How to recognise it
Three species of deer are common garden pests; muntjac deer which are very small with tan to mid-brown coloured coats, roe deer which are red/brown in colour and grow to a height of about 60cm, and fallow deer which are larger and have chestnut-coloured coats which are marked with white spots in summer.
You may not see deer in the garden very often as they mainly feed at dusk and dawn, but you can recognise their presence by their tracks, their droppings which are black, spherical pellets often pointed at one end, and the damage done to plants. Stems are often bitten through cleanly on one side and frayed on the other (this is because deer only have incisor teeth on their lower jaws so they tend to dig their teeth in then pull). Fraying of stems can also occur by deer rubbing against plants to remove the velvet layer from their antlers or for scent marking.
If a large amount of damage has been done overnight then this is likely to be fallow deer as they move in herds, whereas roe and muntjac deer are more solitary.
The lifecycle varies between different deer species. Muntjac deer will breed at any time of year and each female will produce at least two fawns per year. Roe deer produce one new generation each year, mating in the summer and giving birth the following late spring/early summer. Fallow deer have one fawn per year and generally give birth in June.
Why it’s a problem
Deer eat new shoots and leaves of trees and shrubs in spring and early summer. They may also strip or fray bark from shrubs trees in winter and spring.
Antlers can cause cuts which are so deep that the growth above the damage dies back.
Where you are likely to find it
Most trees (including conifers) and shrubs are likely to be targeted by deer. They appear to find roses, hollies, pines and Sorbus (rowans) particularly tasty!
Other plants which seem to suit a deer’s diet include beetroot, blackberries, bluebells, Calluna (common heather), crocuses, Muscari (grape hyacinths), hardy geraniums, ivy, Viola (pansies), raspberries, runner beans, strawberries, Dianthus barbatus (Sweet William) and tulips.
How to deter it
Deer proof fencing is the only way to prevent damage from deer. The fences need to be at least 2m high (1.3m if you only have roe and/or muntjac deer locally) and made of strong wire mesh, metal, brick or wood. As well as jumping deer can also work their way through small gaps, so fences should be well maintained (most deer can get through holes larger than 15cm, but muntjacs will get through holes as small as 8cm). Gates and other garden entrances will also need to be ‘deer-proof’.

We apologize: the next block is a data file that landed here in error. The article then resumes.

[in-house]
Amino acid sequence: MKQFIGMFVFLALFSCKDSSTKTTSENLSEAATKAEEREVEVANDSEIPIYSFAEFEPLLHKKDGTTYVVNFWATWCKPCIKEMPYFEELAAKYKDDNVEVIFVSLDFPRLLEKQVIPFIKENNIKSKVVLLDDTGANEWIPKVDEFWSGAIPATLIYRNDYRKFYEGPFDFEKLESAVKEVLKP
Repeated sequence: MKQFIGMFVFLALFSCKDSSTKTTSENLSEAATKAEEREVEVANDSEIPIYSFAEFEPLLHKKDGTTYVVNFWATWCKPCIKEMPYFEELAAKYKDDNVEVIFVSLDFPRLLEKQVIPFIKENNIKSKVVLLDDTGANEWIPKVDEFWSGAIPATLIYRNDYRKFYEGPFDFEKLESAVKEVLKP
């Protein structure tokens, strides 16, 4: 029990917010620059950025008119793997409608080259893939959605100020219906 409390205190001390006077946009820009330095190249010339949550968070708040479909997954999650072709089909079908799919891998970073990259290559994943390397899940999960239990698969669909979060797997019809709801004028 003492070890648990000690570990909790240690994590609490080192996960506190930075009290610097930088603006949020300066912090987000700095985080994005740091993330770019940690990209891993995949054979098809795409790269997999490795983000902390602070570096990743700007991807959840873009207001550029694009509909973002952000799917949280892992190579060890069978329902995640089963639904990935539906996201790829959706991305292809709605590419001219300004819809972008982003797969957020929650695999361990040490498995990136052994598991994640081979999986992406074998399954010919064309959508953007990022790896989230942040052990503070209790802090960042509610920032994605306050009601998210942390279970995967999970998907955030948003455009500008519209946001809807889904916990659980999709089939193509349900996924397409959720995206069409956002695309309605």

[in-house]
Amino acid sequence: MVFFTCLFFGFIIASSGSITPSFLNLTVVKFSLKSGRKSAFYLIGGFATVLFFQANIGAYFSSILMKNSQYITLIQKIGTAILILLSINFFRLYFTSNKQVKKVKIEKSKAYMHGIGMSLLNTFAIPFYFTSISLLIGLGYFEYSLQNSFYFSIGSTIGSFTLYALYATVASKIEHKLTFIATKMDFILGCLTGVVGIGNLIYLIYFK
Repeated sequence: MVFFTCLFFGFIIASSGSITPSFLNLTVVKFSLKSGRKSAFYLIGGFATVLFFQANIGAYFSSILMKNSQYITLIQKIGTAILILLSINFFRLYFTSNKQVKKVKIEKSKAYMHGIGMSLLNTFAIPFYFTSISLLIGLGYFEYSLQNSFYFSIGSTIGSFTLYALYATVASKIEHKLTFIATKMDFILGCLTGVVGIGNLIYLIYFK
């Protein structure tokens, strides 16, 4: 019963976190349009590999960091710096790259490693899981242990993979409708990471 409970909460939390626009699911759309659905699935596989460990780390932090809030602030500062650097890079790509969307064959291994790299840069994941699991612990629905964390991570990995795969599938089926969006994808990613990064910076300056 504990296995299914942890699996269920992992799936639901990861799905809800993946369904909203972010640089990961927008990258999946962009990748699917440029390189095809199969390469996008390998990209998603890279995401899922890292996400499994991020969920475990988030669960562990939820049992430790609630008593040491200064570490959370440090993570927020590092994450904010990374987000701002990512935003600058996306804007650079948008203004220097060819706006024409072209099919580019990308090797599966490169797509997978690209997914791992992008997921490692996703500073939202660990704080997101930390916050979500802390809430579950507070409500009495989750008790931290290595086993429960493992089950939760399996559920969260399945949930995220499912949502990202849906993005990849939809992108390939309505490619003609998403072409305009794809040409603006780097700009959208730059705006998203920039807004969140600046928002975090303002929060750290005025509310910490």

Barricading an entire garden isn’t always possible. Individual plants can be protected by wire netting wrapped around trunks and large stems to prevent the bark being stripped, alternatively placing 4 sturdy stakes closely around the trunk of a newly planted tree can prevent deer getting to it. Deterrents such as tinsel, tin cans, twine, human hair, coloured rags, feathers, automated water spraying systems or automated noise systems should scare deer off in the short term, however deer may overcome their fear and return. Chemical repellents may also have limited short term success, but aren’t often effective in the long term.
Deer are curious creatures, so newly planted areas are more likely to catch their attention and, therefore, should be well protected.
If you own a dog, let them out into the areas of the garden where the deer are a problem; deer are naturally scared of dogs and the scent of one may be enough to put them off.
An alternative approach is to provide the deer with a feast of plants which you don’t mind them eating. Try planting a combination of brambles, rosebay willowherb, rowan, dandelion, campion, hoary cinquefoil, sweet lupin, redleg, ribwort or yarrow – with a bit of luck the deer will be so busy eating this they won’t bother your ornamental displays or veg patch.
You may find that the following plants are less attractive to deer, however no plants are truly immune to the attentions of a hungry deer! The best way to find deer-proof plants is to look in your own, and neighbouring, gardens to find plants which haven’t been damaged.
- Berberis (not purple-leaved types)
- Buddleja davidii (butterfly bush)
- Buxus (box)
- Chaenomeles (Japanese quince)
- Choisya ternata
- Cornus sanguinea (dogwood)
- Cortaderia selloana (pampas grass)
- Cotinus coggygria (not purple-leaved forms)
- Digitalis (foxglove)
- Echinops (globe thistles)
- Euphorbia (spurges)
- Gaultheria shallon
- Helleborus (hellebores)
- Hippophae rhamnoides
- Jasminum (jasmine – winter & summer types)
- Kerria japonica
- Kniphofia (red hot pokers)
- Laurus nobilis (sweet bay)
- Lavandula (lavender)
- Leucanthemum x superbum
- Lonicera nitida
- Monarda didyma (bergamot)
- Narcissus (daffodils)
- Nepeta x faassenii (catmint)
- Papaver (poppies)
- Philadelphus (mock orange)
- Phormium tenax (New Zealand flax)
- Potentilla fruticosa
- Rhododendron (deciduous azaleas)
- Ribes (currants)
- Robinia pseudoacacia (false acacia)
- Romneya coulteri (Californian poppy)
- Rosa rugosa
- Rosa spinosissima
- Spiraea japonica
- Viburnum (deciduous types)
- Vinca major
- Vinca minor
How to get rid of it
The shooting of deer is legal in many countries and, while this is unlikely to be safe or practical on a domestic garden scale, in the wider area it can help to limit the growth of local deer populations. Other than this, there is no way to eliminate deer from your area.
Is it good for anything?!
Deer are wonderful creatures which most people love to watch, in fact many actively encourage deer into their gardens.
Other useful information
Deer damage can often be confused with rabbit damage. Deer damage is distinguishable by the roughness of the damage, whereas rabbits will sheer stems and leaves off cleanly.